Posted May 22, 2020 by Andrew Cathie in Feature
 
 

My Favourite Games – Wild Arms


Welcome to the first of what will be many monthly My Favourite Games feature articles. With these articles, I want to give you a look at my personal history with some of my favourite games. This isn’t a place for criticism or objectivity, instead this is a place for me to talk to why I love my favourite games, flaws and all. Each article will run you through a short history on how I came to play each game for the first time, before giving you a run down on some high level information on the game and delving into why I love it. Without further ado, let me introduce you to one of my favourite games, Wild Arms for the PlayStation 1.

I still vividly remember how I came to own Wild Arms. My brother and I had just received a PlayStation 1 and Crash Bandicoot as a joint Christmas present. After waiting for our uncle to come over to set the console up (my Mum had no idea how to get it working) and spending a couple of hours playing, it was off to Nan and Pop’s for Christmas lunch. Being the impatient children that we were, my brother and I went straight for the pile of presents we knew would be waiting for us on arrival. Among those presents were three PlayStation 1 games, revealing a level of co-ordination I hadn’t known was possible with gift giving. Today I can only remember two of the games that were there, Disney’s Tarzan and Wild Arms. Having seen the movie and played 2D Platformers before, Tarzan was a known quantity, but with no frame of reference for RPGs I had no idea what Wild Arms was or what to expect. What I certainly wouldn’t have expected was a game that I still love and own 20 years later (although a different copy after the original was stolen).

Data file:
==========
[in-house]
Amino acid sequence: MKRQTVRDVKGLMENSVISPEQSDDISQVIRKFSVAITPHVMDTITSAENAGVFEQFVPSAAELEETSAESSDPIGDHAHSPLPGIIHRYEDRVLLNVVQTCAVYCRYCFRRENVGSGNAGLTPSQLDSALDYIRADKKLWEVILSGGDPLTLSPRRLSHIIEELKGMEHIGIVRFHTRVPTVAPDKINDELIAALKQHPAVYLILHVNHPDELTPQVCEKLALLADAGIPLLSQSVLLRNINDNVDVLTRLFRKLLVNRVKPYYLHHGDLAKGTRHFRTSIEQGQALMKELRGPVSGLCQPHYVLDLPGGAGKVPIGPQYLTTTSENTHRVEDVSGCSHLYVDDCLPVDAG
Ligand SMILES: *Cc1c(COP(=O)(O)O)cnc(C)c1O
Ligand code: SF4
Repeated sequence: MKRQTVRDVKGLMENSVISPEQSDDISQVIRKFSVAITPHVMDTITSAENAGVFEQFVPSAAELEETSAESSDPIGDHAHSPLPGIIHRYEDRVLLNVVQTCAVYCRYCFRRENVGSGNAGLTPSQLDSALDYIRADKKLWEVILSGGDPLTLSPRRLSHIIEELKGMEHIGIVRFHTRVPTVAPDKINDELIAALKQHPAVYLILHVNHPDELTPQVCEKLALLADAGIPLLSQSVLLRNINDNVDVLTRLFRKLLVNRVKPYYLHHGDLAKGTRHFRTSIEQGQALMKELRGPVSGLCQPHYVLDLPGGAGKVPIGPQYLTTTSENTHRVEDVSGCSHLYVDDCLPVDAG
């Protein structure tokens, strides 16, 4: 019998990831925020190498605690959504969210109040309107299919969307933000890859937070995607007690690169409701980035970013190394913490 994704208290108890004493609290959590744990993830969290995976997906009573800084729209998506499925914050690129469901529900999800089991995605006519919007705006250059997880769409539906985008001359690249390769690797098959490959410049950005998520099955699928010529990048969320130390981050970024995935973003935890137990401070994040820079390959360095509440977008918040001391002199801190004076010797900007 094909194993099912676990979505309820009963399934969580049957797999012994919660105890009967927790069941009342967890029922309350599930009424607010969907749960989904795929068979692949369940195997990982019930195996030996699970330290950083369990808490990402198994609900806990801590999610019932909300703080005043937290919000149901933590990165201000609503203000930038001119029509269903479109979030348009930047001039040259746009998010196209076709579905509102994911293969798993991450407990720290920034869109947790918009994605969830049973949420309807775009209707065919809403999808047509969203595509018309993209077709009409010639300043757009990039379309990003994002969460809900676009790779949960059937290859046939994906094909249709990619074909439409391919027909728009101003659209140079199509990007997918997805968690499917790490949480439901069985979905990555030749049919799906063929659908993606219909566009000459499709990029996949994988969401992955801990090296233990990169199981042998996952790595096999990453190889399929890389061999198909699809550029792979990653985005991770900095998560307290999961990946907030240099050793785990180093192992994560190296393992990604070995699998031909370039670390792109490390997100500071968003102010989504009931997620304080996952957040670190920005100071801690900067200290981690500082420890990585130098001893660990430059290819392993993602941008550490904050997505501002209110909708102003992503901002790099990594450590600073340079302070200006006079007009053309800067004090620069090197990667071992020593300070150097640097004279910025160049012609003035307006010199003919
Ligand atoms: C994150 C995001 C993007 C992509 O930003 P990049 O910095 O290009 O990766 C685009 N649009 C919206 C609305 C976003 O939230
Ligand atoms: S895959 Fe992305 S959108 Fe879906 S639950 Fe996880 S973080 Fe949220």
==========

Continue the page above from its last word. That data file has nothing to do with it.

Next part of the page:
I wouldn’t be surprised if you’ve never heard of Wild Arms before. While the PlayStation-owned and Media.Vision developed IP spawned a number of sequels, it’s been a dormant franchise since it’s final release on the PlayStation Portable. It’s a turn-based RPG set in a dying and soon-to-be demon infested world called Filgaia. Arable land is dwindling as droughts continue, resources are drying up and monsters are becoming more and more prevalent. Honestly, it’s not too far off how the world is looking right now. Enter your three main characters, all from different walks of life and suddenly pulled together as a cataclysmic event rocks the world. Thrust into a world filled with mystery, it’s up to you to stop Armageddon and restore balance to the planet.